A second problem with multiple star systems as habitats for life is insolation (the stellar energy a planet receives). S.H. Dole, in his groundbreaking 1970 book Habitable Planets for Man, estimated that the average amount of energy received by a planet could vary by as much as 10% without affecting its habitability. (This too is debatable: Our sun undergoes far less variation in output than 10%, yet even these small fluctuations produce major swings in climate that drastically affect the evolution of life forms.) Where planets orbit in the same plane as the companion stars, insolation will also be affected by eclipses of one star by another.

Finally, the residents of any planet in a multiple star system will have to deal with the stellar evolution of two or more suns. Our sun is getting brighter through time. This gradual brightening causes the habitable zones to migrate ever outward. With two or more suns undergoing the same process, we might expect habitable zones to migrate even faster through time. Although this might not adversely affect microbial life, it could inhibit animal life. All in all, it appears that multiple star systems might be regions that could support life, but perhaps not animal life. They are certainly less favorable habitats for animal life than solitary stars.

Other types of stars might be even less suitable. Variable stars (those that exhibit rapidly changing insolation) are surely poor candidates for producing planets habitable by animals (though here again, microbial life might gain and maintain a foothold, assuming that planets form). Unusual stellar entities such as neutron stars and white dwarf stars are probably uninhabitable by any form of life.

What of regions where star frequency (the number of stars in a volume of space) is very high? Such regions include open star clusters and globular star clusters. Open clusters are unlikely to be hospitable to animal life because they are too young. Most are composed of relatively new stars, where life— at least advanced life such as higher plants and animals—would not yet have had a chance to develop. Many open clusters are dispersed by the time they have orbited their galaxy several times. Others are more long-lasting, but they too have problems. Because neighboring stars are so close, planetary orbits can be perturbed, causing planets to be ejected, to enter highly elliptical orbits, or even to fall into their suns.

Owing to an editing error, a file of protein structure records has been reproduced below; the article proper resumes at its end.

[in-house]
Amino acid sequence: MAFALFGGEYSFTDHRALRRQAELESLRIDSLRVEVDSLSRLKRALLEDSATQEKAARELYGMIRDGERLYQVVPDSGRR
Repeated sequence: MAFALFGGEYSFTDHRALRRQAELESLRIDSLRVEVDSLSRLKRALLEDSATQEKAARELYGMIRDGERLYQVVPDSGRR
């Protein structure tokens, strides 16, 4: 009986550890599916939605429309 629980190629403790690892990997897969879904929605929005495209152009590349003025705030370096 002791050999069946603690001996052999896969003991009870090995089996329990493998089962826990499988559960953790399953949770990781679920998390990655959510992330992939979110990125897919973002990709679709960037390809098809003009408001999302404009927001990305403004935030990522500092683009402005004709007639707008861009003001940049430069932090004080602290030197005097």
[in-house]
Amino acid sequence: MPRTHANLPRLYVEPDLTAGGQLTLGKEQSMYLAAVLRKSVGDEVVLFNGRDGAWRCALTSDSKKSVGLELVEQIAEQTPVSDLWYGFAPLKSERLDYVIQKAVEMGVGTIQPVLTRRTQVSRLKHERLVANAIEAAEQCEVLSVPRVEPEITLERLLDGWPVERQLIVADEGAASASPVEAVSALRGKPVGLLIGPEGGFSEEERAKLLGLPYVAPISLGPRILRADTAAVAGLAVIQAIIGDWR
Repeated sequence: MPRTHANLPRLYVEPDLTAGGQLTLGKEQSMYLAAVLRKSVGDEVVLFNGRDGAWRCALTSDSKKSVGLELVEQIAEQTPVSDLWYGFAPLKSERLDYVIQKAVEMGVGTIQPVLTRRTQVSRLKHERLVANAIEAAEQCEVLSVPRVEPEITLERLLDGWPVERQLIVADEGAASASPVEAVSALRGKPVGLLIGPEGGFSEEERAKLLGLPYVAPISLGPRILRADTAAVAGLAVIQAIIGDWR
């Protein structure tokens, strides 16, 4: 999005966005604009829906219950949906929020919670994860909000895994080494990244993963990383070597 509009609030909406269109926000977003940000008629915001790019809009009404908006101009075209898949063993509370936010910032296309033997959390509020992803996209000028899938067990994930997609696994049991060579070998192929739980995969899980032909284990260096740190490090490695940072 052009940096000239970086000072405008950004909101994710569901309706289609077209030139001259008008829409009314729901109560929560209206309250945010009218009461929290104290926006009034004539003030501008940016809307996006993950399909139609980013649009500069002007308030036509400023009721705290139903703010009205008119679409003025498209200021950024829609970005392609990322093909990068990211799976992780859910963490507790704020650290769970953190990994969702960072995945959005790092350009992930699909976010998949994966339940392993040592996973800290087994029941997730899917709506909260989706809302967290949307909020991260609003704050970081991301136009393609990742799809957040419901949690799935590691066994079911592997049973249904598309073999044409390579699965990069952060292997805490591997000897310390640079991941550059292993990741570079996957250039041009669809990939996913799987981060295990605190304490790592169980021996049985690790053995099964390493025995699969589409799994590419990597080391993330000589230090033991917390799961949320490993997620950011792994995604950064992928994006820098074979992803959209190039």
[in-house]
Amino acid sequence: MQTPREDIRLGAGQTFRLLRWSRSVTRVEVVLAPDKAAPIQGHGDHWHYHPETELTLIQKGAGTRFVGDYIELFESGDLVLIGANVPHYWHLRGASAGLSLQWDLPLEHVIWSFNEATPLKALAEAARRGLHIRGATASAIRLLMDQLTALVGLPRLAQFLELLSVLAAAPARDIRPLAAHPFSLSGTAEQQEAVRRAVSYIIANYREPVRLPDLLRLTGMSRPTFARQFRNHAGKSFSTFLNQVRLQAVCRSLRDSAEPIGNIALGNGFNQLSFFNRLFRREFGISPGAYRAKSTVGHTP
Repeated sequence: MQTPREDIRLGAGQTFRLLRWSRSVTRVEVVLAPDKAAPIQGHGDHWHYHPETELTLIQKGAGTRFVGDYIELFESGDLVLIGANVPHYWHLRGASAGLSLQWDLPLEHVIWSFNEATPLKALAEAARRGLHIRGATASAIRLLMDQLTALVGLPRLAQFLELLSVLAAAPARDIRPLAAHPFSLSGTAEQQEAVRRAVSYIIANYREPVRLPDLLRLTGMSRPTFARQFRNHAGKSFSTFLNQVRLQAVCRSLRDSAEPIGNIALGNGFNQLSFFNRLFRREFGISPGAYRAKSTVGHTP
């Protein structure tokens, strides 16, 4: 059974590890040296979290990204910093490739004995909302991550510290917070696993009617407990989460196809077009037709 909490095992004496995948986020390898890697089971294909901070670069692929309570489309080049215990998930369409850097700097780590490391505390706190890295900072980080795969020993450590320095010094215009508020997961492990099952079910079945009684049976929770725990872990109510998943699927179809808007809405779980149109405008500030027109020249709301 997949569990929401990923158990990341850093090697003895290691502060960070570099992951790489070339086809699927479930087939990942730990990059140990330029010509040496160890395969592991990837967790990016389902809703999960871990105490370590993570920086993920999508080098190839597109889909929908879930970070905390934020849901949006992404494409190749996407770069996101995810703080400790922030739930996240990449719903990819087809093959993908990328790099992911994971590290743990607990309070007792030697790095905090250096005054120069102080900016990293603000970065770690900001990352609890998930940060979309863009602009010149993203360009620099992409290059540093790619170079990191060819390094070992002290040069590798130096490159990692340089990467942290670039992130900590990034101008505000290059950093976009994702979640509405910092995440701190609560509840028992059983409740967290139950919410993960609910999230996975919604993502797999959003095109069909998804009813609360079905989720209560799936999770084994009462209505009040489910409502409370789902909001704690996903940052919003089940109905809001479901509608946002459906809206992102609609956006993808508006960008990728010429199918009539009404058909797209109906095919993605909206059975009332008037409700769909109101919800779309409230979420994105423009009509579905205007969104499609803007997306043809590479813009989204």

In globular clusters the density of stars is extremely high: Some globular clusters can have as many as 100,000 stars packed into a space some tens to hundreds of light-years across. The nearest star to our own, Proxima Cen-tauri, is 4.2 light-years away. There are a total of 23 known stars within 13 light-years of the sun. In a globular cluster, the same distance might hold 1000 stars or more. For example, the M15 globular cluster has 30,000 stars packed into a space only 28 light-years across. There would be no night on any planets in such clusters. There might be habitable stellar systems in such regions, but the very number of stars would make them more dangerous and less congenial to the maintenance of animal life than more widely separated stars; there is too much radiation and particles, too many chances for gravitational changes to affect the orbits of planets in any such mass. Being in a high concentration of stars increases the risk of a nearby star going nova (exploding) or belching hard radiation into nearby space. A second great disadvantage of globular clusters is that they are composed of old (and thus heavy-element-poor) stars, all of about the same age. The low abundance of "heavy elements" such as carbon, silicon, and iron makes it unlikely that any Earth-size terrestrial planets would form. These heavy elements are required not only to provide habitats for life but also to build life as we know it.

Even if some of the stars did manage to have Earth-like planets, the stars would be so old that 1-solar-mass stars would have evolved to the point where their HZs had retreated outward beyond the inner planets. Globular clusters thus may be devoid of all life. This conclusion illustrates real progress in our understanding of the limits of life in the cosmos. In 1974 a group of as tronomers led by Frank Drake directed a radio signal toward the globular cluster M13. It was hoped that other radio-astronomers living around one of the 300,000 stars in the cluster might receive the message. Today, only a few decades later, we realize that there is no chance anyone will be there to take the call when the radio message arrives at M13, some 24,000 years from now. If the experiment were to be repeated, the beam would be directed toward stars more likely to have planets and life.

About other stellar regions we can only speculate. Stars are continuing to form: Is there some aspect of their formation that is beneficial—or deleterious—to habitability? Would a planet in a region with newly forming stars be able to sustain life? What about stellar systems in the middle of nebulae? Are these regions neutral to life, or does the presence of great quantities of interstellar gas have some effect on life's presence or existence? Our sun probably formed in a low-density star cluster that dispersed soon thereafter and thus avoided disruption of the orbits of Jupiter, Saturn, Uranus, and Neptune.